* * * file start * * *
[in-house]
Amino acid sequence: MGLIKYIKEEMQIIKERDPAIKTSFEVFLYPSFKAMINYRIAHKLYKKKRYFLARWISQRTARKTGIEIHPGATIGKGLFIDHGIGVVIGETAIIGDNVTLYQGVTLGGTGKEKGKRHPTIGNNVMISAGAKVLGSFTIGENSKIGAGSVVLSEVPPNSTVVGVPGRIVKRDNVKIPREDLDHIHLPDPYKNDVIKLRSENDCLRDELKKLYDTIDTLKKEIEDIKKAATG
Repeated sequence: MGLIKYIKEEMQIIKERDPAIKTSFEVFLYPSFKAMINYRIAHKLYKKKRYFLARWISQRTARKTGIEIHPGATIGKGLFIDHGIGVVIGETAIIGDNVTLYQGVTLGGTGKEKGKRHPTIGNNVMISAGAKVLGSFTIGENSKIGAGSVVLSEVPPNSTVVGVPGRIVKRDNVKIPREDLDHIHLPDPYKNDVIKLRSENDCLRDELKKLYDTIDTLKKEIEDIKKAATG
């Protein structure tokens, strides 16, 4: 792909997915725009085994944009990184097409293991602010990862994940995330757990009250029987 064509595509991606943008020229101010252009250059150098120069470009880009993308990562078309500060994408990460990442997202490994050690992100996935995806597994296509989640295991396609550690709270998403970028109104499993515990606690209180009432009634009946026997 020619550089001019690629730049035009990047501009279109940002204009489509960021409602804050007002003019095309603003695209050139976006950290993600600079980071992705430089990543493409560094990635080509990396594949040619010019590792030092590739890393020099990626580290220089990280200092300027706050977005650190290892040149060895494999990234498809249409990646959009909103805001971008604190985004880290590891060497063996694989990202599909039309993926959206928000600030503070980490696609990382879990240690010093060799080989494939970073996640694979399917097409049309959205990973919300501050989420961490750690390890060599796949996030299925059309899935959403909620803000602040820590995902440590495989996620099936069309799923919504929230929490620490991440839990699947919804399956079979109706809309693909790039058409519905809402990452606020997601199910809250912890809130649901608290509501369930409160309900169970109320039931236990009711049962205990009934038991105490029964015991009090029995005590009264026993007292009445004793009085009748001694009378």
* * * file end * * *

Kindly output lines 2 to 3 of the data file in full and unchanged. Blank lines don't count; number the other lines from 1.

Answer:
Amino acid sequence: MGLIKYIKEEMQIIKERDPAIKTSFEVFLYPSFKAMINYRIAHKLYKKKRYFLARWISQRTARKTGIEIHPGATIGKGLFIDHGIGVVIGETAIIGDNVTLYQGVTLGGTGKEKGKRHPTIGNNVMISAGAKVLGSFTIGENSKIGAGSVVLSEVPPNSTVVGVPGRIVKRDNVKIPREDLDHIHLPDPYKNDVIKLRSENDCLRDELKKLYDTIDTLKKEIEDIKKAATG
Repeated sequence: MGLIKYIKEEMQIIKERDPAIKTSFEVFLYPSFKAMINYRIAHKLYKKKRYFLARWISQRTARKTGIEIHPGATIGKGLFIDHGIGVVIGETAIIGDNVTLYQGVTLGGTGKEKGKRHPTIGNNVMISAGAKVLGSFTIGENSKIGAGSVVLSEVPPNSTVVGVPGRIVKRDNVKIPREDLDHIHLPDPYKNDVIKLRSENDCLRDELKKLYDTIDTLKKEIEDIKKAATG